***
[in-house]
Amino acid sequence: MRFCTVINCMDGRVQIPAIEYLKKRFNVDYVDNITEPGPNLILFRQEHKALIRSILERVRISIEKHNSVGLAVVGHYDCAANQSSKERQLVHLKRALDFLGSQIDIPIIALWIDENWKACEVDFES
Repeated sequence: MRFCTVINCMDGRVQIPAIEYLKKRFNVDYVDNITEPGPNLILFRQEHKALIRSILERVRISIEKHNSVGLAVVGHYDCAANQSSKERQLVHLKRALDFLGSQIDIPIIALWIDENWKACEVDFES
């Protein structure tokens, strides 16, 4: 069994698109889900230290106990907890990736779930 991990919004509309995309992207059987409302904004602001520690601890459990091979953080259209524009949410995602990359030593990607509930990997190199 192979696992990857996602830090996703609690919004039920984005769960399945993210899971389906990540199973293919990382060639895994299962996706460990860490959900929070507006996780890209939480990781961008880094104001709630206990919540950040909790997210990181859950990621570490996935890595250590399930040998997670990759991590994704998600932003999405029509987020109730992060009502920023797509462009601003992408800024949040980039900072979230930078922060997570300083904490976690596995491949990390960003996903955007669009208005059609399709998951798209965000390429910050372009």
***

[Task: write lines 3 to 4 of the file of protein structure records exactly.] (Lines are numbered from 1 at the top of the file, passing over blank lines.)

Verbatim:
Repeated sequence: MRFCTVINCMDGRVQIPAIEYLKKRFNVDYVDNITEPGPNLILFRQEHKALIRSILERVRISIEKHNSVGLAVVGHYDCAANQSSKERQLVHLKRALDFLGSQIDIPIIALWIDENWKACEVDFES
């Protein structure tokens, strides 16, 4: 069994698109889900230290106990907890990736779930 991990919004509309995309992207059987409302904004602001520690601890459990091979953080259209524009949410995602990359030593990607509930990997190199 192979696992990857996602830090996703609690919004039920984005769960399945993210899971389906990540199973293919990382060639895994299962996706460990860490959900929070507006996780890209939480990781961008880094104001709630206990919540950040909790997210990181859950990621570490996935890595250590399930040998997670990759991590994704998600932003999405029509987020109730992060009502920023797509462009601003992408800024949040980039900072979230930078922060997570300083904490976690596995491949990390960003996903955007669009208005059609399709998951798209965000390429910050372009």